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The Agassiz’s Desert Tortoise Genome Provides a Resource for the Conservation of a Threatened Species

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Agassiz’s desert tortoise (Gopherus agassizii) is a long-lived species native to the Mojave Desert and is listed as threatened under the US Endangered Species Act. To aid conservation efforts for

Agassiz’s desert tortoise (Gopherus agassizii) is a long-lived species native to the Mojave Desert and is listed as threatened under the US Endangered Species Act. To aid conservation efforts for preserving the genetic diversity of this species, we generated a whole genome reference sequence with an annotation based on deep transcriptome sequences of adult skeletal muscle, lung, brain, and blood. The draft genome assembly for G. agassizii has a scaffold N50 length of 252 kbp and a total length of 2.4 Gbp. Genome annotation reveals 20,172 protein-coding genes in the G. agassizii assembly, and that gene structure is more similar to chicken than other turtles. We provide a series of comparative analyses demonstrating (1) that turtles are among the slowest-evolving genome-enabled reptiles, (2) amino acid changes in genes controlling desert tortoise traits such as shell development, longevity and osmoregulation, and (3) fixed variants across the Gopherus species complex in genes related to desert adaptations, including circadian rhythm and innate immune response. This G. agassizii genome reference and annotation is the first such resource for any tortoise, and will serve as a foundation for future analysis of the genetic basis of adaptations to the desert environment, allow for investigation into genomic factors affecting tortoise health, disease and longevity, and serve as a valuable resource for additional studies in this species complex.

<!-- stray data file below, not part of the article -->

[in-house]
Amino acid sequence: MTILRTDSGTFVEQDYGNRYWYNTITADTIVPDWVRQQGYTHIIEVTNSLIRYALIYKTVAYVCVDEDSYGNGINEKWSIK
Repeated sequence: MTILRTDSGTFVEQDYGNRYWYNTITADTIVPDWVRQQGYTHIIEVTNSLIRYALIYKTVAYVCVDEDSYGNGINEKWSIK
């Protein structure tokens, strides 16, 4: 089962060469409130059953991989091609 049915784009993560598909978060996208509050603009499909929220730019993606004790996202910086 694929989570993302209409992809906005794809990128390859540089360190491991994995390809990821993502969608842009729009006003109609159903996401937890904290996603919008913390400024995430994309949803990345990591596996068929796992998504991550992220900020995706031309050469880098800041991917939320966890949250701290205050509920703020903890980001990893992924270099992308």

Data Availability: All genomic and transcriptomic sequence files are available from the NIH-NCBI BioProject database (accession numbers PRJNA352725, PRJNA352726, and PRJNA281763). All genome assembly, transcriptome assembly, predicted protein, transcript, genome annotation, repeatmasker, phylogenetic trees, .vcf and GO enrichment files are available on Harvard Dataverse (doi:10.7910/DVN/EH2S9K).

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  • 2017-05-31

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Methods in the assessment of genotype-phenotype correlations in rare childhood disease through orthogonal multi-omics, high-throughput sequencing approaches

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Rapid advancements in genomic technologies have increased our understanding of rare human disease. Generation of multiple types of biological data including genetic variation from genome or exome, expression from transcriptome,